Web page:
520 JACK THE DULLARD
much of it that I can afford to throw some away ; ' and he poured some of the clay out of his pocket.
* I like that ! ' said the Princess. ' You can give an answer, and you have something to say for yourself, and so you shall be my husband. But are you aware that every word we speak is being taken down, and will be published in the paper to-morrow ? You will see in every window three clerks and a head clerk ; and the old head clerk is the worst of all, for he can't understand anything.'
But she only said this to frighten him ; and the clerks gave a great shout of delight, and each one spurted a blot out of his pen on to the floor.
* Oh, those are the gentlemen, are they ? ' said Jack ; ' then I will give the best I have to the head clerk.' And he turned out his pockets, and flung the wet clay full in the head clerk's face.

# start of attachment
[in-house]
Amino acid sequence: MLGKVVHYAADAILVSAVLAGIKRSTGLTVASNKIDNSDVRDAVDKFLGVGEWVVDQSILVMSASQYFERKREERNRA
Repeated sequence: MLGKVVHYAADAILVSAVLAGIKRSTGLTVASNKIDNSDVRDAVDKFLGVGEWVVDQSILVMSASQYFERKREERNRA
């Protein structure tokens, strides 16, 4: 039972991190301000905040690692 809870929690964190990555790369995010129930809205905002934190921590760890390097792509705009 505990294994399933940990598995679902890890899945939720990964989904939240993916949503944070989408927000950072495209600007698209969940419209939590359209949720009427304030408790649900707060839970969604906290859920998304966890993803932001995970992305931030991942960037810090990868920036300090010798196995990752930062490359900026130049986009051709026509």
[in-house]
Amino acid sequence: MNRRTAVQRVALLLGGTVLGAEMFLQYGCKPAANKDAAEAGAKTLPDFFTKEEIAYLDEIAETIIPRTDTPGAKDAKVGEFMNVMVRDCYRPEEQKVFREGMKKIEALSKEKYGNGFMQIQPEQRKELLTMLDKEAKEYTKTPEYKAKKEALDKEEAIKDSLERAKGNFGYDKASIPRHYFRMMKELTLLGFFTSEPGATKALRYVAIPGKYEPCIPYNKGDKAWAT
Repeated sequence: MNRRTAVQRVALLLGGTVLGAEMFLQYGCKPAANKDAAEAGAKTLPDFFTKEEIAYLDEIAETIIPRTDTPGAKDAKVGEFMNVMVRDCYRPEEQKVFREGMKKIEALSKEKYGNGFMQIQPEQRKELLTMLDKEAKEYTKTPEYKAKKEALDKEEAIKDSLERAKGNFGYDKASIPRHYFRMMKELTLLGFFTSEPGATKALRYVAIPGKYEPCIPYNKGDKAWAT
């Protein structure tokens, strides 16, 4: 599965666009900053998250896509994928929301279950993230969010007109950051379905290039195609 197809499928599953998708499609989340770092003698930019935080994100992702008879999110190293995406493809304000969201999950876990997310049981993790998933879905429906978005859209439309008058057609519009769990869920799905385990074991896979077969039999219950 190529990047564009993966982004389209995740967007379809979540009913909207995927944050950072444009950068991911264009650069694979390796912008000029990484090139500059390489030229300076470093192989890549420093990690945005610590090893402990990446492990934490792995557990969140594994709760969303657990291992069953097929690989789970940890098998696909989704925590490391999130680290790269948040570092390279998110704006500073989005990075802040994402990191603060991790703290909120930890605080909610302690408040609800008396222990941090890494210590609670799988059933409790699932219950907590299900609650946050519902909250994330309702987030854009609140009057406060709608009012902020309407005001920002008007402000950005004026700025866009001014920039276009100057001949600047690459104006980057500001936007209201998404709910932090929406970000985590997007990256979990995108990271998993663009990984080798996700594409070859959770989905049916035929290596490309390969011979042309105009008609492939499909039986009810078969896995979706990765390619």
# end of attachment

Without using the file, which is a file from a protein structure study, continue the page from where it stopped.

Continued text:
1 That was very cleverly done,' observed the Princess. * I could not have done that; but I shall learn in time.'
And accordingly Jack the Dullard was made a king, and received a crown and a wife, and sat upon a throne. And this report we have straight from the newspaper of the head clerkóbut it is not to be depended upon !
THE THORNY ROAD OF HONOUR
There is an old story called ' The Thorny Road of Honour', trod by a marksman named Bryde, who indeed came to great honour and dignity, but only after long and great adversity and peril of life. Many a one of us has certainly heard the tale as a child, and perhaps when older has read it, and thought of his own unregarded thorny road and ' great adversity '. Romance is very closely akin to reality ; but romance has its harmonious explanation here on earth, while reality often points beyond this earthly life to the regions of eternity. The history of the world is like a magic lantern that displays to us, in light pictures upon the dark ground of the present, how the benefactors of mankind, the martyrs of genius, wandered along the thorny road of honour.